"Washington Post" columnist Anne Applebaum writing over the weekend about President Trump's cancellation of the summit. And she laid out a number of things, including what she sees as a loss of credibility and long-term consequences of the president's actions, writing: "The United States has proven itself to be an inconsistent player. The president cannot be trusted to follow any course for a long time. He might abandon or reverse policy on the Korean Peninsula at any moment."


Scott, is this just the art of the deal, as viewed by President Trump, and, if so, could that be costing the United States?

SCOTT JENNINGS, CNN POLITICAL COMMENTATOR: Well, what Anne Applebaum says is changing direction at any moment, the rest of the world and a lot of the American people would say is trying to do something different, other than bang your head against the wall.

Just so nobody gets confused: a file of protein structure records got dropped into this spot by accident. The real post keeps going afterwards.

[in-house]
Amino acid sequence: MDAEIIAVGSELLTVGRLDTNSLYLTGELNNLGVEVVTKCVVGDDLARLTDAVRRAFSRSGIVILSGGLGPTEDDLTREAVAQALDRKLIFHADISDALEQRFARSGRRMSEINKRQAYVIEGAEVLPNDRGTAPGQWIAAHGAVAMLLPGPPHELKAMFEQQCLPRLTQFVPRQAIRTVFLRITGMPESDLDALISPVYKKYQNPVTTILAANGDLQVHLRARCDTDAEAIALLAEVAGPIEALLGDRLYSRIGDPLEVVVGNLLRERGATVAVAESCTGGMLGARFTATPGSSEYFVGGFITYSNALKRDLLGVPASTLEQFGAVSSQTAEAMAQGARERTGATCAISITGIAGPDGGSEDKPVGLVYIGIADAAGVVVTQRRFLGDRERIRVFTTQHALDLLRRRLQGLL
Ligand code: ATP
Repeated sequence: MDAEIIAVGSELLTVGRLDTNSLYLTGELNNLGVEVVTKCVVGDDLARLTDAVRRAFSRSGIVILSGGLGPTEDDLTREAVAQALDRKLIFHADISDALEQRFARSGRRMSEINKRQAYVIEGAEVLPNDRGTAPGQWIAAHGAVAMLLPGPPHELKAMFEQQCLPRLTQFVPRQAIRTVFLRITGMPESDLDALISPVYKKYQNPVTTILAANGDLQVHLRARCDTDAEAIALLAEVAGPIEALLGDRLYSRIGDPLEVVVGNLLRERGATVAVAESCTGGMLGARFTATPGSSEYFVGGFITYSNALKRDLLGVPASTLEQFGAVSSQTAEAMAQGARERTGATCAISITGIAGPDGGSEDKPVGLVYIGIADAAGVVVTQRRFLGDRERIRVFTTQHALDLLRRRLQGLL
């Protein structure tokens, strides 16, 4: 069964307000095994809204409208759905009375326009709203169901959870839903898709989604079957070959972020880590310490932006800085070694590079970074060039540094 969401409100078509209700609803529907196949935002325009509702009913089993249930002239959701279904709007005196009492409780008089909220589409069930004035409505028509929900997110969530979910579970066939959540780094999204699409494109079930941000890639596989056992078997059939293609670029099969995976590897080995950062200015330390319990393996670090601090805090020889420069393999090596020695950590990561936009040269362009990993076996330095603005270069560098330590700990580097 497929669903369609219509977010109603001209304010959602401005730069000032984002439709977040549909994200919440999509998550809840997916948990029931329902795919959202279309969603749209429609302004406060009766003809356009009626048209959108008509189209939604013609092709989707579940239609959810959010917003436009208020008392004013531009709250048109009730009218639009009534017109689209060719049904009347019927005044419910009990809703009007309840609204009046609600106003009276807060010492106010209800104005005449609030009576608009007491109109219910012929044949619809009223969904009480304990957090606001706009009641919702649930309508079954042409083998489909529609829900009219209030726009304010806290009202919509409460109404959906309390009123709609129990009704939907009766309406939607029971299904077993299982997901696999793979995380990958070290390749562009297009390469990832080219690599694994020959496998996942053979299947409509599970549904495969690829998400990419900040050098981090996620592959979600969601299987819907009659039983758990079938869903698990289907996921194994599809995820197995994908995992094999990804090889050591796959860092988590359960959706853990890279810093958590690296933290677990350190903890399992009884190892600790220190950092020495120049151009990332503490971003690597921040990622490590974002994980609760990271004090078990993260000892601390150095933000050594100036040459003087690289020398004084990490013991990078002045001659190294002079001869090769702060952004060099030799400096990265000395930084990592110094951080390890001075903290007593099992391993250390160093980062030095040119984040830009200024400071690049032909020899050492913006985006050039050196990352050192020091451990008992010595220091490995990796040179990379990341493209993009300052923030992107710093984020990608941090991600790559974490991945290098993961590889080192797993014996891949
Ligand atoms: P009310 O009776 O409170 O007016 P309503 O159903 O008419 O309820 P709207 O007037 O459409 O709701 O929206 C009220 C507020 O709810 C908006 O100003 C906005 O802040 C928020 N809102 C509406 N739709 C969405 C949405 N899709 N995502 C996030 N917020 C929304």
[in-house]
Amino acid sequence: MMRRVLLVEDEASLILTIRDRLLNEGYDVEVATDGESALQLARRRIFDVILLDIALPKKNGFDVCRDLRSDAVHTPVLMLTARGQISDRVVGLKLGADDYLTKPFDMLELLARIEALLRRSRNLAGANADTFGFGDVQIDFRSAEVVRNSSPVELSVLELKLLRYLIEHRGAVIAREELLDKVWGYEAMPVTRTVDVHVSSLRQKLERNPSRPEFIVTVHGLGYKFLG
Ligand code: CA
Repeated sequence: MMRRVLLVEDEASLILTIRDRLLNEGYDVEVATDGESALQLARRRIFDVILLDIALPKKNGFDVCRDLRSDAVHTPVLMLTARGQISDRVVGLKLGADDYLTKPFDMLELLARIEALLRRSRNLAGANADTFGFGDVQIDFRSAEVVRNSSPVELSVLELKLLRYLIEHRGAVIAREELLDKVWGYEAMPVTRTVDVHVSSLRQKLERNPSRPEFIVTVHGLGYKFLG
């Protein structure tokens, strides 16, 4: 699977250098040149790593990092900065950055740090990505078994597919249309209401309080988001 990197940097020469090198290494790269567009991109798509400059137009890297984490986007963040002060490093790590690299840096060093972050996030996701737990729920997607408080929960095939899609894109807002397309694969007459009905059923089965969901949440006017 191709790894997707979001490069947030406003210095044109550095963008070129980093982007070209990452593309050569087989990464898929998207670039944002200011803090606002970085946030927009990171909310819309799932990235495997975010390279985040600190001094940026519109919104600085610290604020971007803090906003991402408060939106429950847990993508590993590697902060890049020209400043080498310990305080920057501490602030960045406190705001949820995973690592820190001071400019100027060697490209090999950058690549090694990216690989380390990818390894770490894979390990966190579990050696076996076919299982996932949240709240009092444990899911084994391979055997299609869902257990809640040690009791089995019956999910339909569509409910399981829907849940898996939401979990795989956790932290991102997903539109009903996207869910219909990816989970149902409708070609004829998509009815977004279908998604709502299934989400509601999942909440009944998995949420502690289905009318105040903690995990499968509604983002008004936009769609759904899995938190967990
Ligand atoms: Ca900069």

We have been at it for, you know, several decades with these people, trying to get them to the table and denuclearize or at least stop pursuing nuclear weapons, and everyone has failed.

And so Trump seems to have moved us closer to a possible solution. Now, I do agree it's highly unlikely these people are ever going to easily and really willingly give up nuclear weapons, but it's clear the sanctions are working.

It's also clear that the North Koreans believe that we are serious about a military option, which I don't think they believed over the last eight years during President Obama's administration.

So you can call it changing on a dime or whatever Anne called it, but I would say that, and according to CNN's polling, this is true, the American people want something different here because what we were doing was simply not working.